Perceptions, Networks, Knowledge and Climate
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Perceptions, Networks, Knowledge and Climate Jere L. Gilles Department of Rural Sociology, University of Missouri. Segundo Seminario Internacional de Investigación SANREM CRSP: Cambios globales y su efecto sobre los sistemas agropecuarios de la zona andina. La Paz, 28-29 junio, 2007. Goals.

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Perceptions, Networks, Knowledge and ClimateJere L. GillesDepartment of Rural Sociology, University of Missouri

Segundo Seminario Internacional de Investigación SANREM CRSP: Cambios globales y su efecto sobre los sistemas agropecuarios de la zona andina. La Paz, 28-29 junio, 2007


  • Perceptions and the scientific enterprise

  • The relationship between networks, perceptions, action and forecasts

  • The gap between scientific and local knowledge

  • A research plan to for addressing this gap


  • The word perception has a bad reputation in some circles

  • Suggests something that is based more on opinion than fact

  • Science is entirely based on perception

  • The Thomas Theorem—what is believed has real consequences but… what is real may or may not.

Where do the perceptions that influence our decisions come from

  • Empirical experiences of ourselves and others

  • Our networks

    • The connections we have to other people who we trust

    • Can be through publications but the most are through personal contacts


The case of forecast networks

  • Little overlap in networks used by forecasters and those used by producers

    • Ex. Interviews in 3 altiplano communities showed only 12% used mass media forecasts

    • Only 7% used technicians and extension

Factors leading to disconnectHypotheses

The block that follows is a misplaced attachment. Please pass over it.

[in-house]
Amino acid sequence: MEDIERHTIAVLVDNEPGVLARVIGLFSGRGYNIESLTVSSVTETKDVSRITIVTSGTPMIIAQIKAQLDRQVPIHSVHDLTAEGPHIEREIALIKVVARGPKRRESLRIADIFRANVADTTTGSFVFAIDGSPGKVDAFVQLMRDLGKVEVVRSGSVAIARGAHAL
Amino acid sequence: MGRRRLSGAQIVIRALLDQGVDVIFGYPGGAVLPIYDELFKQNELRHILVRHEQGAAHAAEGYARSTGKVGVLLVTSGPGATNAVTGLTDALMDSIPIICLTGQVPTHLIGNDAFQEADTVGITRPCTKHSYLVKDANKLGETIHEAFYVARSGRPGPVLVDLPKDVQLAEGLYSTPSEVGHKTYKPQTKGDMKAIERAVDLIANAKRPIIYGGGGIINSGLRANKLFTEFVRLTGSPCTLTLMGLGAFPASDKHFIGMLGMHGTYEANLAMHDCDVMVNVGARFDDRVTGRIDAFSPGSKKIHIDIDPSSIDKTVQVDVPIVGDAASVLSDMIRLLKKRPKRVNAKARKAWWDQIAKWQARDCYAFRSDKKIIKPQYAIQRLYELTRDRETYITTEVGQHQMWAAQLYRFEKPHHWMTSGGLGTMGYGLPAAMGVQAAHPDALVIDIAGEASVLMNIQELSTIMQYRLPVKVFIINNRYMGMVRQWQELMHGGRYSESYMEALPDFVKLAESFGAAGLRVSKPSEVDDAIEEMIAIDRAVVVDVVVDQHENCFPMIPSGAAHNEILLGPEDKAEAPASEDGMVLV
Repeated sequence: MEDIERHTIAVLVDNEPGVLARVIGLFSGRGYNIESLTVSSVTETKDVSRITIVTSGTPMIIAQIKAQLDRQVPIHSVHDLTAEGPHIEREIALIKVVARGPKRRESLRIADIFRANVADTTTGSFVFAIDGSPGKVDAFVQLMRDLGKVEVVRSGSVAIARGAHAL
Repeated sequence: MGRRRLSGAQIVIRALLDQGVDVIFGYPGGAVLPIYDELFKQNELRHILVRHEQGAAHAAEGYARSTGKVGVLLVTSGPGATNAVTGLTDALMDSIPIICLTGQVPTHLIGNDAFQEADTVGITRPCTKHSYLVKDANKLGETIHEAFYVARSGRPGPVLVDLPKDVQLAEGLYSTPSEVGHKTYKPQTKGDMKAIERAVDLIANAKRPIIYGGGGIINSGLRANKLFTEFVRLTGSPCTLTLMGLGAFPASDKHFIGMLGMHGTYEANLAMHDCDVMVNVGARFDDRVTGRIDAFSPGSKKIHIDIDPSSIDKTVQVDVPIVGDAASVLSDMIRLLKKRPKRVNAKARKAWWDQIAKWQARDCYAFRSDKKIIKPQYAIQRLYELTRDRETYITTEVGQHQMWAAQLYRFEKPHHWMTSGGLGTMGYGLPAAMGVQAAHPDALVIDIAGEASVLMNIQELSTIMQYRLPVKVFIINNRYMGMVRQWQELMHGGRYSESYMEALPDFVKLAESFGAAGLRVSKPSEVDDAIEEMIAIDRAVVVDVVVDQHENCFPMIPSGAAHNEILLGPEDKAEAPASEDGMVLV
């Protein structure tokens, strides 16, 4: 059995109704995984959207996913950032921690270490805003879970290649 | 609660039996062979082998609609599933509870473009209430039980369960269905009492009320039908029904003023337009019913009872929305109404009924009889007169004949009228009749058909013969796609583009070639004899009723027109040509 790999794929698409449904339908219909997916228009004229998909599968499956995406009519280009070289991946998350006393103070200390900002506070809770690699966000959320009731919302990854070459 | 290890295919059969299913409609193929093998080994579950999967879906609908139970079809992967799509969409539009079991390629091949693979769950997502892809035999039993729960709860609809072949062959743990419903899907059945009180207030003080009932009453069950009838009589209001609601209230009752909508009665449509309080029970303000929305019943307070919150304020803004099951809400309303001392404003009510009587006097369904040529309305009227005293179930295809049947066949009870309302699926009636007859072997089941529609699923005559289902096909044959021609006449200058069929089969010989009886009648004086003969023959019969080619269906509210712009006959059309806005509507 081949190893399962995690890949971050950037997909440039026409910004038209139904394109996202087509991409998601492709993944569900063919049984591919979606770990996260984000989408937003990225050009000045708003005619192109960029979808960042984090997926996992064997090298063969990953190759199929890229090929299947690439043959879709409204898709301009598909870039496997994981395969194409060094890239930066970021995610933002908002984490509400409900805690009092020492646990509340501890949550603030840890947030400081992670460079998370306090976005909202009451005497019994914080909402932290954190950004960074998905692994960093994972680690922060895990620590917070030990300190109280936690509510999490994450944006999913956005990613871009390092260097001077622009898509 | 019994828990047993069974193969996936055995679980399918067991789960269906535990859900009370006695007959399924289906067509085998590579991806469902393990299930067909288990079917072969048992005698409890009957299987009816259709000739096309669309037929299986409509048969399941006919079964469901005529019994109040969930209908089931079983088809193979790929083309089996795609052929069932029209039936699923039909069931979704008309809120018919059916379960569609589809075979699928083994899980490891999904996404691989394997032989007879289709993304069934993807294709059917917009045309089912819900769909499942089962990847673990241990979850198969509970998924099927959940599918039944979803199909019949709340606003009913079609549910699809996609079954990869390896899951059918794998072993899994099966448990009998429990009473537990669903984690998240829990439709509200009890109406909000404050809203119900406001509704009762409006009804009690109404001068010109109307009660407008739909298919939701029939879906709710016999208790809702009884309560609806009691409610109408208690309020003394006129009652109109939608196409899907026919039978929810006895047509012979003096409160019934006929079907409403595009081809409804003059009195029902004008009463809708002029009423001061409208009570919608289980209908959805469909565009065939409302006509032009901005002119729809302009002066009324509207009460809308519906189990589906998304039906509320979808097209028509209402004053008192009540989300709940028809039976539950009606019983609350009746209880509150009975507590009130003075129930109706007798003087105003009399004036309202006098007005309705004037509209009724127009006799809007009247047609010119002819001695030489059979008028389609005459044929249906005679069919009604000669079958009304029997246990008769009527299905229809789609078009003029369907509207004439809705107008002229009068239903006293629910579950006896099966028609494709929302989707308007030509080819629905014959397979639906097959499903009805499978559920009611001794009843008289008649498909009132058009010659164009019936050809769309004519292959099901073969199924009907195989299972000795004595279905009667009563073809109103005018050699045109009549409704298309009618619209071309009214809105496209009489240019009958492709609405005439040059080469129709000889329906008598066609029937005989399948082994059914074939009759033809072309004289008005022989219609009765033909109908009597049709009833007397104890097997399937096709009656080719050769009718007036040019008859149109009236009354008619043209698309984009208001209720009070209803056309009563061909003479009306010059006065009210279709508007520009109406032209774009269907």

• Effectiveness of scientific forecasts not as apparent as those of local forecasts.

  • Lack of congruence between products of scientific forecasters and producer needs

  • Producers cannot use forecasts in current form

Bridging Knowledge Systems

  • Practitioners organize knowledge differently than scientists

    • This creates barriers to the development of appropriate technology

    • Makes it difficult to adopt appropriate technology

Local and Scientific Knowledge

  • Both are empirical

  • Local knowledge is contextual—what works best in my situation

  • Scientific knowledge views context as problematic (seeks knowledge that is independent of time and space)

Local Climate Forecasting in the Altiplano

  • Forecasting is an important risk management tool (when, where, what to plant)

  • Farmers use a variety of indicators to make predictions –abiotic and biotic

    • Although many understand indicators people rely on a few local experts.


(Cantón San José)


Plantas Thola

Animales Tiqui tiqui, Tiqui tiqui


 Abioticos Q’ana Q’ana

Nevada Vientos


Local forecasts linked to actions


  • Pronóstico Precipitación, Pronóstico Temperatura, Modo de Siembra Alternativa Precipitación alta (lluvia en abundancia Sembrar en partes altas y suelos secos Precipitación baja (poca lluvia o sequía)Sembrar en partes bajas y suelos húmedos. Bajas temperaturas (fuertes heladas)Sembrar en lomas. No sembrar en hoyadas.

Perceptions and Forecasting

  • There may be less confidence in both scientific and local systems

    • Reports about global warning and increased dryness seem to be contradicted by flooding

    • There appears to be less confidence in local indicators even has there is increased evidence of their validity.


  • To build linkages between scientific and local forecast experts

    • This can enhance use of forecasts AND

    • Provide valuable information on local scale that can help scientific forecasts

      Linkages may provide basis for a early warning system

How to meet challenge

  • Validate traditional and scientific methods through participatory research

  • Train locals in the observation and use of indicators

  • Use collaborative learning to improve the development and communication of forecasts

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